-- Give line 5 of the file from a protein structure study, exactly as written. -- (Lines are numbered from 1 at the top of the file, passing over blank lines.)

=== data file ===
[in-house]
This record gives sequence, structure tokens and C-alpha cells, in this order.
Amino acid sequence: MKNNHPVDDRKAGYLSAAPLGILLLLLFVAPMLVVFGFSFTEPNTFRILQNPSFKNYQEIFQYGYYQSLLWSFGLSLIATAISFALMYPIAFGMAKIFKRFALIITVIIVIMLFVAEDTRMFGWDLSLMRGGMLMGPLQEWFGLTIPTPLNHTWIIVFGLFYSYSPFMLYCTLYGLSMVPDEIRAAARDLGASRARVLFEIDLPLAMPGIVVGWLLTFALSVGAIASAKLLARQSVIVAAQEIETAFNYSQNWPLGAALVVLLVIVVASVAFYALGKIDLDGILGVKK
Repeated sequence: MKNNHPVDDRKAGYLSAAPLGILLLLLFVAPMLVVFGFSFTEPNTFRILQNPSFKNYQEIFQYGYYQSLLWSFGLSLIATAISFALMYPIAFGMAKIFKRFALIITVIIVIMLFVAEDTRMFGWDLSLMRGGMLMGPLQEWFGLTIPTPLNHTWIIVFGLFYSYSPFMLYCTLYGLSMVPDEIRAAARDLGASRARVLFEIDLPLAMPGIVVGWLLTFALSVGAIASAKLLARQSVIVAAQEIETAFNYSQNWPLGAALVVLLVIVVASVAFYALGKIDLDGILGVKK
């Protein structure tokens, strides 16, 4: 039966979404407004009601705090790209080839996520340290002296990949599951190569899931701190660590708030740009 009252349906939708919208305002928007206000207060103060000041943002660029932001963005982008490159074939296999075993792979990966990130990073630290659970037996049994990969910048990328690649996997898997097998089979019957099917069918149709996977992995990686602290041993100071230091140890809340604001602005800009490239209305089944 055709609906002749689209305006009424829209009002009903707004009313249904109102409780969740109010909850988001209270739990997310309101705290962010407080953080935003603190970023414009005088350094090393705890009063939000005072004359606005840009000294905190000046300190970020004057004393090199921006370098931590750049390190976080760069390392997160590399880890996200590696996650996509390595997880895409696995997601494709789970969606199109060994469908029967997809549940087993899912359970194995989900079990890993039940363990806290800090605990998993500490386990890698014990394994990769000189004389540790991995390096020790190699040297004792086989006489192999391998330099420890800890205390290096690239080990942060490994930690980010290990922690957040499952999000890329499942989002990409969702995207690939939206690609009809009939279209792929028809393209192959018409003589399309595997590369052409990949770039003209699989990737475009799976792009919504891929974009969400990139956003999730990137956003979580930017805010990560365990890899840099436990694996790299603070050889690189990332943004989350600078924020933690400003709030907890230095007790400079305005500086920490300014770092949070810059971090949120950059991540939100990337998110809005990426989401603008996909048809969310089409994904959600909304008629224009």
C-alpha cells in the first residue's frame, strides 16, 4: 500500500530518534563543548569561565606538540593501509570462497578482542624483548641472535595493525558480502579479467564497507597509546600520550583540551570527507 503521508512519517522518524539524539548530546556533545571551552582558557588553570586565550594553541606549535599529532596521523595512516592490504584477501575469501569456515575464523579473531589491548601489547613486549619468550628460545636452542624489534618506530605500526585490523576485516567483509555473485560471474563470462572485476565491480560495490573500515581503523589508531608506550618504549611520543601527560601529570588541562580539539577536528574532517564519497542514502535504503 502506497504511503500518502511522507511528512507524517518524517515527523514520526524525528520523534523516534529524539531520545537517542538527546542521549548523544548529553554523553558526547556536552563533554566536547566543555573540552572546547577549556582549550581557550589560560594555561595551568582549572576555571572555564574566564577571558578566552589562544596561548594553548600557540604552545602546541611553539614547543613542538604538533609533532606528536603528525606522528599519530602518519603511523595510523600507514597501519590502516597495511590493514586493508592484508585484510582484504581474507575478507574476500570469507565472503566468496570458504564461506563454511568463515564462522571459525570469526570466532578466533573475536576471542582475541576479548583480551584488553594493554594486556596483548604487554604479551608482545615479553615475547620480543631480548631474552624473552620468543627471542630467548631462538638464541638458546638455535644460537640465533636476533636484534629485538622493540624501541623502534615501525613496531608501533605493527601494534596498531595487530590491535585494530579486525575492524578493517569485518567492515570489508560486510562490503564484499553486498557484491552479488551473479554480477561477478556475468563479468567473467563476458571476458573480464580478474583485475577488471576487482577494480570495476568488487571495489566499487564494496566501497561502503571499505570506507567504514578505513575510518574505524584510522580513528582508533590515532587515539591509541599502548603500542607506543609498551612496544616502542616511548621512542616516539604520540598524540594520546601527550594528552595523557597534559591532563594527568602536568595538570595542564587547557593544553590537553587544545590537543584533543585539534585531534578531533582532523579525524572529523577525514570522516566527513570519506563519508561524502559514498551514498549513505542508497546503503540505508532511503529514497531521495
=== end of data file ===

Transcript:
């Protein structure tokens, strides 16, 4: 039966979404407004009601705090790209080839996520340290002296990949599951190569899931701190660590708030740009 009252349906939708919208305002928007206000207060103060000041943002660029932001963005982008490159074939296999075993792979990966990130990073630290659970037996049994990969910048990328690649996997898997097998089979019957099917069918149709996977992995990686602290041993100071230091140890809340604001602005800009490239209305089944 055709609906002749689209305006009424829209009002009903707004009313249904109102409780969740109010909850988001209270739990997310309101705290962010407080953080935003603190970023414009005088350094090393705890009063939000005072004359606005840009000294905190000046300190970020004057004393090199921006370098931590750049390190976080760069390392997160590399880890996200590696996650996509390595997880895409696995997601494709789970969606199109060994469908029967997809549940087993899912359970194995989900079990890993039940363990806290800090605990998993500490386990890698014990394994990769000189004389540790991995390096020790190699040297004792086989006489192999391998330099420890800890205390290096690239080990942060490994930690980010290990922690957040499952999000890329499942989002990409969702995207690939939206690609009809009939279209792929028809393209192959018409003589399309595997590369052409990949770039003209699989990737475009799976792009919504891929974009969400990139956003999730990137956003979580930017805010990560365990890899840099436990694996790299603070050889690189990332943004989350600078924020933690400003709030907890230095007790400079305005500086920490300014770092949070810059971090949120950059991540939100990337998110809005990426989401603008996909048809969310089409994904959600909304008629224009």